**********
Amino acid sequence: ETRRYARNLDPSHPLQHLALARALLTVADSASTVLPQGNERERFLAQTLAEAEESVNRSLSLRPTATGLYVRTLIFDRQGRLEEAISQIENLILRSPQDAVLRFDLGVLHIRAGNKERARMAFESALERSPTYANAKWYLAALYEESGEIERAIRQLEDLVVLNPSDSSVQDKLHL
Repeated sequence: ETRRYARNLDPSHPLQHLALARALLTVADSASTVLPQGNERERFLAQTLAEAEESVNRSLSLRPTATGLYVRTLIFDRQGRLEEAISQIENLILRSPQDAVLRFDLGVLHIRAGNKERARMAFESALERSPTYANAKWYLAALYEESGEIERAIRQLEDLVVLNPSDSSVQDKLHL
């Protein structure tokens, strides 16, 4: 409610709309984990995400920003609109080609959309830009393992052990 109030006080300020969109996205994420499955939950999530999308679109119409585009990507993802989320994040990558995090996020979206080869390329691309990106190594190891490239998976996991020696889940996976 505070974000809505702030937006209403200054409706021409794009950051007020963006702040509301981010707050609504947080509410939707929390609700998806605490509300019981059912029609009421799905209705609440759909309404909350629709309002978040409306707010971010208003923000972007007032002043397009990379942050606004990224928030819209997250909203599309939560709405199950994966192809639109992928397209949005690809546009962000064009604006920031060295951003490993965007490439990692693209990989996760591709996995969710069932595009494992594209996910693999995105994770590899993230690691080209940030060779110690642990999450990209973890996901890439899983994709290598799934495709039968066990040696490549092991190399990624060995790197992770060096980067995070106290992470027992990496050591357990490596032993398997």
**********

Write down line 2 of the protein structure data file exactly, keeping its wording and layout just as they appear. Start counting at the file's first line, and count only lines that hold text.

Repeated sequence: ETRRYARNLDPSHPLQHLALARALLTVADSASTVLPQGNERERFLAQTLAEAEESVNRSLSLRPTATGLYVRTLIFDRQGRLEEAISQIENLILRSPQDAVLRFDLGVLHIRAGNKERARMAFESALERSPTYANAKWYLAALYEESGEIERAIRQLEDLVVLNPSDSSVQDKLHL